The cost of soya bean has doubled on the world market in recent months, making imports of the commodity increasingly expensive.
The main cause of the price rise in Indonesia is shifting production in the US.
A US energy bill signed into law last September, encouraged a massive increase in the production of biofuels like ethanol.
Soya bean and corn, once used mostly for food, are now being converted into fuel.
That means soaring prices for Indonesia's "food of the poor".
Take the case of Tukino. His family has been running a home factory for the last 34 years, making bean curd, one of Indonesia's most popular dishes.
Bean curd is a staple of Indonesian diet
But never before has soya bean been so expensive.
The price has doubled during the past few weeks.
Analysts say this is because US farmers are replacing the crop in order to grow corn for biofuel instead.
Tukino says: "We are really suffering from this. We are sweating here everyday just to make ends meet.
"I am trying to run a business but if this situation continues a lot of people have to be laid off."
Bean-curd factories like the one run by Tukino's family went on strike for three days to protest against the price increase.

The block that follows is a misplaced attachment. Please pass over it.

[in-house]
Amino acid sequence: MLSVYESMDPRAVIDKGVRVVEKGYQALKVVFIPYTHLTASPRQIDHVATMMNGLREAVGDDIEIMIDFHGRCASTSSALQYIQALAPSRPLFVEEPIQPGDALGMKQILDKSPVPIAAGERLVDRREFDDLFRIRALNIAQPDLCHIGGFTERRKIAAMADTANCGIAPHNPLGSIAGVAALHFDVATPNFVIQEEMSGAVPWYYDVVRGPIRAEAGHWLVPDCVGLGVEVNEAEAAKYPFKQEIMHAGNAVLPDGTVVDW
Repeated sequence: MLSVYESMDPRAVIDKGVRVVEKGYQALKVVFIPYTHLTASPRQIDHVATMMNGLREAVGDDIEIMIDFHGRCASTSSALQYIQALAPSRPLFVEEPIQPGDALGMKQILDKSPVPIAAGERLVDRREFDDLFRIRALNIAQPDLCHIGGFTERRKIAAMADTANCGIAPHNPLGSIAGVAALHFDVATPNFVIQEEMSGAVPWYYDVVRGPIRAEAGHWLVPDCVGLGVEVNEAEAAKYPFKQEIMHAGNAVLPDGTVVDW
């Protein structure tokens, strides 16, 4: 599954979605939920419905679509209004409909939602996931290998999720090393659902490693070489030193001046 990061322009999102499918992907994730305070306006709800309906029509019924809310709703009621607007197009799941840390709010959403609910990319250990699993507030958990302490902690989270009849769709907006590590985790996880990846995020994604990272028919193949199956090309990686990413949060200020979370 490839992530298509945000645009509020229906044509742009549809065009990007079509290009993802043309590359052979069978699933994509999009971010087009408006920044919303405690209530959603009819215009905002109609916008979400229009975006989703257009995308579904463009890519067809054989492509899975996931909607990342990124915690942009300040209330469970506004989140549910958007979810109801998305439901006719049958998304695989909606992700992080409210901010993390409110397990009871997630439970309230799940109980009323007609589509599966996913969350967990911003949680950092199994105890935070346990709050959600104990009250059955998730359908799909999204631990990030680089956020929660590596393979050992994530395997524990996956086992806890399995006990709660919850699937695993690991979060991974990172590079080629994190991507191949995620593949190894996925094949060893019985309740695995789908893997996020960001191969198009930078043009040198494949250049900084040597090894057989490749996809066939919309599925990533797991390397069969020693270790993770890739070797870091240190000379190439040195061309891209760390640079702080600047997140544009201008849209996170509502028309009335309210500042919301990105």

But after consumers began to complain, they decided to operate again.
Nutritious and cheap
Bean curd has kept many poor Indonesians healthy for a very long time.
It is very nutritious and it used to be very cheap, but now Indonesia's favourite food is becoming very expensive and hard to get. And this is already creating unrest.
To calm down sentiments, bean curd and tempeh, another popular soya bean dish, are being sold again on the market, much to the relief of many Indonesians.
But while the price is still the same, the sellers have made the portions much smaller.
One resident of Jakarta
said: "My children don't want to eat anything when there is no tempeh
or bean curd. They simply don't feel well if I don't serve it to them.
"Normally I could buy it at a food stall, but there hasn't been enough in the market for quite a while."
Indonesian Farmers Union says the country should become self-sufficient
again and start growing soya bean as it used to do in the past.
Henry Saragih, from the Indonesian Farmers Union, says: "This is a basic need which is now very hard to get.
"This is not only turning in to a social crisis, but this could also cause hunger and malnutrition."
The government admits that it should have worked harder to achieve self-sufficiency.
Alimoeso, an agriculture ministry official in charge of food crops,
told Al Jazeera: "This is an international problem, we cannot stop free
we should indeed have protected our farmers more. There is not a single
country that doesn't protect its own farmers. We should have been
the time being the Indonesian government has decided to control the
price of soya bean by asking the state food company to buy stock
This could prevent a deepening food crisis in the country for now.
Still, in the long term, other measures may have to be found.